The primary purpose of a pitcher is to pitch the baseball effectively. However, once the ball is put into play, the pitcher will have defensive responsibilities as a fielder. Let’s take a look at some Little League Coaching Tips for Situational Responsibilities of the Pitcher.
#1 Runner on First
The pitcher has two options if the ball is hit to them with a runner on first base. The pitcher can either throw it to second base or they can throw it to first base. However, where they throw it will depend on the number of outs. With less than two outs, the pitcher will want to start a double play by throwing to second base. This can be a very difficult play at the Little League level because it involves the infielder getting to the base on time and the pitcher making a good throw ( which is sometimes even difficult for big league pitchers). I must admit that during my coaching days I would sometimes instruct my pitcher to take the easier out at first base even with less than two outs.
#2 Runners on First & Second
With less than two outs, the pitcher should always be taking the force out at third base unless there is an unusual circumstance ( like a bobble or the batted ball takes the pitcher towards the opposite side of the field in which case a throw to second or first might be a higher percentage play).
#3 Runners on First & Third
With runners on first and third base and less than two outs, the pitcher will want to at least look the runner back who is on third before throwing to second or first base. If the runner on third is the winning run, then the pitcher may even want to just hold the ball rather than chance the winning run scoring by a throwing error. This will really depend on the difficulty level of that play.
#4 Runners on Second & Third
With runners on second and third base and less than two outs, the pitcher(again) will want to at least look the runner back who is on third base before making a throw to first base.If the runner on third is the winning run, then the pitcher (again) may even want to just hold the ball rather than chance the winning run scoring by a throwing error. This will really depend on the difficulty level of that play.
#5 Runner on Second
With a runner on second and less than two outs, the pitcher will want to look the runner back to second base before throwing to first base. This may give the first baseman a chance at throwing the runner out at third after making the force play. In some cases the look back can actually prevent the runner from advancing.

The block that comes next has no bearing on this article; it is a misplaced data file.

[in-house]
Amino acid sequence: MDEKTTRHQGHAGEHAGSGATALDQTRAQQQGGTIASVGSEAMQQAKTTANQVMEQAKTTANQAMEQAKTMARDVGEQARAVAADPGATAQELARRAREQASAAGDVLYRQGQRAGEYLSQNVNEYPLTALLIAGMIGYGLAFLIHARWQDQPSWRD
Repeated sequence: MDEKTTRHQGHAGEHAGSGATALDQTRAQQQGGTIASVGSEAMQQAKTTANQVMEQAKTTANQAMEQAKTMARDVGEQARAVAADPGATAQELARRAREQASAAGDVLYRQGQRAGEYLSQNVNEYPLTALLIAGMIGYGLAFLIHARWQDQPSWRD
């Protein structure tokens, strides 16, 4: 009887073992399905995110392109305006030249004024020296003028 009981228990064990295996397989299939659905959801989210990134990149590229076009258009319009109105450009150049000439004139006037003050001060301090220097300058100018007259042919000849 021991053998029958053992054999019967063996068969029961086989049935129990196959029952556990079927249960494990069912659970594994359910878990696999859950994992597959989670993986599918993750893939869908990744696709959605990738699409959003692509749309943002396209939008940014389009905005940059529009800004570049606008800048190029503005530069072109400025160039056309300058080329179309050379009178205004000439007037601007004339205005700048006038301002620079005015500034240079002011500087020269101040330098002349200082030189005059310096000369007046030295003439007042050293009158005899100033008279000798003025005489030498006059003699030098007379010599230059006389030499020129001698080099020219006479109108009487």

#6 Runner on Third
With a runner on third base and less than two outs, the pitcher will want to at least look the runner back before throwing over to first base. Again, if the runner on third is the winning run then the pitcher must do everything they can to not let the run score which includes possibly having to hold onto the baseball.
#7 Bases Loaded
With less than two outs, the pitcher should throw home unless there is some type of unusual circumstance. With two outs, the pitcher should still throw home but could elect to throw over to first base for the final out. Both are high percentage plays but if the play is not made at first base for some reason then the run will score easily.
#8 Pop Up on the Pitcher’s Mound
In MLB, pitchers rarely call for the pop up and usually allow one of the infielders to take it for them. This is because most pitchers are not great fielders. At the Little League level, a team’s best athletes might be the pitchers( who also play other positions). With that said, the pitcher will still need to communicate that they are going to take the pop or they are going to need help.
#9 Hits to the Outfield & Plays at the Plate
The pitcher will back up the catcher on all plays going to the plate from the outfield. On all other plays coming from the outfield, the pitcher will want to be useful by anticipating bad throws that miss their mark. For example, the pitcher could position themselves near the third base dug out on a throw coming from the center fielder to third base. If the throw is off its mark then the pitcher is there to intercept it before it ends up in the dugout or rolling around in “no man’s land”.
#10 Passed Balls & Wild Pitches
With a runner on third base, the pitcher will have to cover home plate if there is a passed ball or wild pitch. The pitcher will have to be ready to take a throw ( usually an under hand throw) from the catcher and apply a tag to the incoming runner.
The pitcher will have a number of responsibilities other than just pitching the baseball. The most important concept that a pitcher can learn about the position is that once the ball is in play they become infielders with situational responsibilities.